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Br J Nutr. 2007 Oct;98(4):852-9. Epub 2007 May 10.

Effects of weight loss on a low-carbohydrate diet on flow-mediated dilatation, adhesion molecules and adiponectin.

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  • 1CSIRO Human Nutrition, PO Box 10041 BC, Adelaide SA 5000, Australia. jennifer.keogh@csiro.au

Abstract

Our aim was to determine whether short-term weight loss on a low-carbohydrate/low-saturated fat diet improved endothelial function compared with a conventional high-carbohydrate diet, as this diet is expected to lower both blood glucose and LDL-cholesterol. In a randomised parallel design of two energy-restricted diets in an outpatient setting, thirty-six subjects (BMI 33 (sem 4) kg/m2) were randomised to a low- or high-carbohydrate diet both low in saturated fat. Flow-mediated dilatation (FMD), fasting glucose, insulin, lipids, adiponectin and adhesion molecules were measured at baseline, during weight loss and at 52 weeks. FMD did not change with either diet (5.2 (sem 0.6) to 5.5 (sem 0.6) %) despite weight loss of 5 % and significant reductions in glucose and insulin and LDL-cholesterol and was not different after sustained weight loss of 5 % at 52 weeks. Adiponectin fell by 6 % at 12 weeks (P = 0.1) with weight loss but rose by 17 % at 12 months (P < 0.05) with 5 % weight loss. There were no effects of diet. In contradistinction, adhesion molecules fell at 12 weeks, vascular cell adhesion molecule-1 by 14 % and intracellular adhesion molecule-1 by 13 % (both P < 0.05). There were correlations between change in adiponectin at 12 months and change in HDL (r 0.778, P < 0.01) and glucose (r - 0.563, P = 0.057). In summary, weight loss does not improve FMD. Novel cardiovascular risk factors improved at 12 weeks but the improvement in adiponectin was delayed.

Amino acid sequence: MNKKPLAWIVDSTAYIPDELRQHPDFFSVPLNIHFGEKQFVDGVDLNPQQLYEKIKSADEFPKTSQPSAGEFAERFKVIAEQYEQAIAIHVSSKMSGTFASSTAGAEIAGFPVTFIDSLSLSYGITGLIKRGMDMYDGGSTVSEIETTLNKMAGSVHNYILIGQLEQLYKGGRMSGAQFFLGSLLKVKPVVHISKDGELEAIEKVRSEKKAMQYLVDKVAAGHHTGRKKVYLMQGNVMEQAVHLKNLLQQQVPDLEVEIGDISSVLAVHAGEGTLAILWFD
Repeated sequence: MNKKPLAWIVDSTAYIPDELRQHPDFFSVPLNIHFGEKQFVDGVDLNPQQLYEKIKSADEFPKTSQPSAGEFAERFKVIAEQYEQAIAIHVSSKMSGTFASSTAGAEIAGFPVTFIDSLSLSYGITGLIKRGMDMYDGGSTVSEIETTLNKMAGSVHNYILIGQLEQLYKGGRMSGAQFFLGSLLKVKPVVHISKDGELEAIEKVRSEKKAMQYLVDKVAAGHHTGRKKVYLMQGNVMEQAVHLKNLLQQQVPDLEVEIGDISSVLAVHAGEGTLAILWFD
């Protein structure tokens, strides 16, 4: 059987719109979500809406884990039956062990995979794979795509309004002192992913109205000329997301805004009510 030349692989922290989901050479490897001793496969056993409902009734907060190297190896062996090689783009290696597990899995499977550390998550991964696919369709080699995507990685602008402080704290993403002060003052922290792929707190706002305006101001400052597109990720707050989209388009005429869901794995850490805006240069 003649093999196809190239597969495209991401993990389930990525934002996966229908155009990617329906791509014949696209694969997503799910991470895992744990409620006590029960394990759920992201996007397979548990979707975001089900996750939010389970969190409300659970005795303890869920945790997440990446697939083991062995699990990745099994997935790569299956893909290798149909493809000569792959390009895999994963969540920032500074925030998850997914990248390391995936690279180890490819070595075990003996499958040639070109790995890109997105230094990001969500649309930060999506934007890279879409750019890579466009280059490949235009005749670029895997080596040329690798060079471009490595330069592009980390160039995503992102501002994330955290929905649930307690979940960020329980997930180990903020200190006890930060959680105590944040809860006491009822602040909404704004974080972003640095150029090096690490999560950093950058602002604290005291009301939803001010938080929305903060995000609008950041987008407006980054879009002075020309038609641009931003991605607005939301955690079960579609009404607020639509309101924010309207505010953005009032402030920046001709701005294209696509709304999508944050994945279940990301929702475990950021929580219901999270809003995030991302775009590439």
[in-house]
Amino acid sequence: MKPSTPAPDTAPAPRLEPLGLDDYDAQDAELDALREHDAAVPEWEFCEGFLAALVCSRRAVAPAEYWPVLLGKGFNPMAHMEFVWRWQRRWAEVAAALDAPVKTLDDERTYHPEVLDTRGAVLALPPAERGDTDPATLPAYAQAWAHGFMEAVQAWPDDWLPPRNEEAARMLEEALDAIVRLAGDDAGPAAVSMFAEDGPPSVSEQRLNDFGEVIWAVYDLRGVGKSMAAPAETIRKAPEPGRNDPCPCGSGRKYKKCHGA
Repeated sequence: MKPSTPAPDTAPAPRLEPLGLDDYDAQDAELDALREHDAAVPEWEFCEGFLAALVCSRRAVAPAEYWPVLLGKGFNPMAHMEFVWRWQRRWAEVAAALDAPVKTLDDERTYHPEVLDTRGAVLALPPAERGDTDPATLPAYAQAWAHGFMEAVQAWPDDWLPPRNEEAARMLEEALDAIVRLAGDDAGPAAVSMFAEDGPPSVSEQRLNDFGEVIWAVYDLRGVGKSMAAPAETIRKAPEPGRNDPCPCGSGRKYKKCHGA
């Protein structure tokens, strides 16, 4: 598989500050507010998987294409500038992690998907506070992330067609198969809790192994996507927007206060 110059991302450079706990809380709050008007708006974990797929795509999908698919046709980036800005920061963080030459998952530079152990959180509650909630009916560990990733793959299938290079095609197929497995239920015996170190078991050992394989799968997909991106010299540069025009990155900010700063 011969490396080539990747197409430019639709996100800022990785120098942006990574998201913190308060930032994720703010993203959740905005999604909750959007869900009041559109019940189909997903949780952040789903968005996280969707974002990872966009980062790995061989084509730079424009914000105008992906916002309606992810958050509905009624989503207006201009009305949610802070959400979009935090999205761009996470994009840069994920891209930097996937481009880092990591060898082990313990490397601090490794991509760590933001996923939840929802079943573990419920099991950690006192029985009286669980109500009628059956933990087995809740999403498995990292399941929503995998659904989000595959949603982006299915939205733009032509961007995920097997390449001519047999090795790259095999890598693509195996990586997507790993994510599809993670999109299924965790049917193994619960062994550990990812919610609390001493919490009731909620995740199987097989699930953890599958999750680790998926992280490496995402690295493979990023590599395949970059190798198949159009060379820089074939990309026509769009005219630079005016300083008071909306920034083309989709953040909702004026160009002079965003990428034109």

PMID:
17490508
DOI:
10.1017/S0007114507747815
[PubMed - indexed for MEDLINE]
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